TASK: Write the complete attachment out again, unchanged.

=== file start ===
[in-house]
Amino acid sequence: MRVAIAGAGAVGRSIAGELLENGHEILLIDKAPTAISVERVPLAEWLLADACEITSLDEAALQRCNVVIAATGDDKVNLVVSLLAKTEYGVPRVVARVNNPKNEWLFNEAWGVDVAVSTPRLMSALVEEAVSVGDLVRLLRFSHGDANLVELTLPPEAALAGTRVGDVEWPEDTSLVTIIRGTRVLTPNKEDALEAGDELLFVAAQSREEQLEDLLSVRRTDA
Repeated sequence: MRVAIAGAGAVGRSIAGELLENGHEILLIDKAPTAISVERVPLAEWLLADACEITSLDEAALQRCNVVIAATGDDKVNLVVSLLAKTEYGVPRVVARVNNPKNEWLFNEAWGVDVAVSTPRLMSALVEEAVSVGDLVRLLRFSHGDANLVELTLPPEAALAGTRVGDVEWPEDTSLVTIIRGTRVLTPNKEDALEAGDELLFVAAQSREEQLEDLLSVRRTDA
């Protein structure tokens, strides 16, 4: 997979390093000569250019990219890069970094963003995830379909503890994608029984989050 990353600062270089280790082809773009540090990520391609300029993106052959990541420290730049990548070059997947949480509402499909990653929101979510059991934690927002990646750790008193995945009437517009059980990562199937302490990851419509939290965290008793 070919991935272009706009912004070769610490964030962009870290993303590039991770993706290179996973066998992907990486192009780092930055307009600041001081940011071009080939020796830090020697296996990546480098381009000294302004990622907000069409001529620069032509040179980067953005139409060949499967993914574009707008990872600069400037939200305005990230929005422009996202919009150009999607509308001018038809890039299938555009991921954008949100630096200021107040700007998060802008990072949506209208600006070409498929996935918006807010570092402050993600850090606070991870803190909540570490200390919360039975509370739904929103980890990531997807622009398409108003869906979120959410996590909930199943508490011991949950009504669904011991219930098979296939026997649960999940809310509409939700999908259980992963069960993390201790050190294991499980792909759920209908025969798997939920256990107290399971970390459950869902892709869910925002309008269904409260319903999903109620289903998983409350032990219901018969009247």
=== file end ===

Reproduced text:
[in-house]
Amino acid sequence: MRVAIAGAGAVGRSIAGELLENGHEILLIDKAPTAISVERVPLAEWLLADACEITSLDEAALQRCNVVIAATGDDKVNLVVSLLAKTEYGVPRVVARVNNPKNEWLFNEAWGVDVAVSTPRLMSALVEEAVSVGDLVRLLRFSHGDANLVELTLPPEAALAGTRVGDVEWPEDTSLVTIIRGTRVLTPNKEDALEAGDELLFVAAQSREEQLEDLLSVRRTDA
Repeated sequence: MRVAIAGAGAVGRSIAGELLENGHEILLIDKAPTAISVERVPLAEWLLADACEITSLDEAALQRCNVVIAATGDDKVNLVVSLLAKTEYGVPRVVARVNNPKNEWLFNEAWGVDVAVSTPRLMSALVEEAVSVGDLVRLLRFSHGDANLVELTLPPEAALAGTRVGDVEWPEDTSLVTIIRGTRVLTPNKEDALEAGDELLFVAAQSREEQLEDLLSVRRTDA
């Protein structure tokens, strides 16, 4: 997979390093000569250019990219890069970094963003995830379909503890994608029984989050 990353600062270089280790082809773009540090990520391609300029993106052959990541420290730049990548070059997947949480509402499909990653929101979510059991934690927002990646750790008193995945009437517009059980990562199937302490990851419509939290965290008793 070919991935272009706009912004070769610490964030962009870290993303590039991770993706290179996973066998992907990486192009780092930055307009600041001081940011071009080939020796830090020697296996990546480098381009000294302004990622907000069409001529620069032509040179980067953005139409060949499967993914574009707008990872600069400037939200305005990230929005422009996202919009150009999607509308001018038809890039299938555009991921954008949100630096200021107040700007998060802008990072949506209208600006070409498929996935918006807010570092402050993600850090606070991870803190909540570490200390919360039975509370739904929103980890990531997807622009398409108003869906979120959410996590909930199943508490011991949950009504669904011991219930098979296939026997649960999940809310509409939700999908259980992963069960993390201790050190294991499980792909759920209908025969798997939920256990107290399971970390459950869902892709869910925002309008269904409260319903999903109620289903998983409350032990219901018969009247």